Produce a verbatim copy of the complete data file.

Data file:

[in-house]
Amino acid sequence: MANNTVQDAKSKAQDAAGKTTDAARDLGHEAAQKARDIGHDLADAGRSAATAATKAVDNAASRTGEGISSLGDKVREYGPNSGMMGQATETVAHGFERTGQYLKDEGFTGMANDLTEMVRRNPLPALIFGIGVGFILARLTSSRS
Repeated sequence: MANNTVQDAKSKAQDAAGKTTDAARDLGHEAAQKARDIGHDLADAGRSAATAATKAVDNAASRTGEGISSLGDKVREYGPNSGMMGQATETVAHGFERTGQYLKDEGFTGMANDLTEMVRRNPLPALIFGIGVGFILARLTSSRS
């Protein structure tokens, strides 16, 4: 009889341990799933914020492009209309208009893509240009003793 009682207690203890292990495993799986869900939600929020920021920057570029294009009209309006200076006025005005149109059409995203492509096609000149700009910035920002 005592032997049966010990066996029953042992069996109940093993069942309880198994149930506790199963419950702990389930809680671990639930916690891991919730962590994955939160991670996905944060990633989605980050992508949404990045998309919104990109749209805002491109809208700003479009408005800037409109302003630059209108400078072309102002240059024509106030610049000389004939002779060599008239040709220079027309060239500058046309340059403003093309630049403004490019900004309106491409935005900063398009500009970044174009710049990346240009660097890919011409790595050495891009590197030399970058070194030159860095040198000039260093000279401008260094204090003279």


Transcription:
[in-house]
Amino acid sequence: MANNTVQDAKSKAQDAAGKTTDAARDLGHEAAQKARDIGHDLADAGRSAATAATKAVDNAASRTGEGISSLGDKVREYGPNSGMMGQATETVAHGFERTGQYLKDEGFTGMANDLTEMVRRNPLPALIFGIGVGFILARLTSSRS
Repeated sequence: MANNTVQDAKSKAQDAAGKTTDAARDLGHEAAQKARDIGHDLADAGRSAATAATKAVDNAASRTGEGISSLGDKVREYGPNSGMMGQATETVAHGFERTGQYLKDEGFTGMANDLTEMVRRNPLPALIFGIGVGFILARLTSSRS
């Protein structure tokens, strides 16, 4: 009889341990799933914020492009209309208009893509240009003793 009682207690203890292990495993799986869900939600929020920021920057570029294009009209309006200076006025005005149109059409995203492509096609000149700009910035920002 005592032997049966010990066996029953042992069996109940093993069942309880198994149930506790199963419950702990389930809680671990639930916690891991919730962590994955939160991670996905944060990633989605980050992508949404990045998309919104990109749209805002491109809208700003479009408005800037409109302003630059209108400078072309102002240059024509106030610049000389004939002779060599008239040709220079027309060239500058046309340059403003093309630049403004490019900004309106491409935005900063398009500009970044174009710049990346240009660097890919011409790595050495891009590197030399970058070194030159860095040198000039260093000279401008260094204090003279």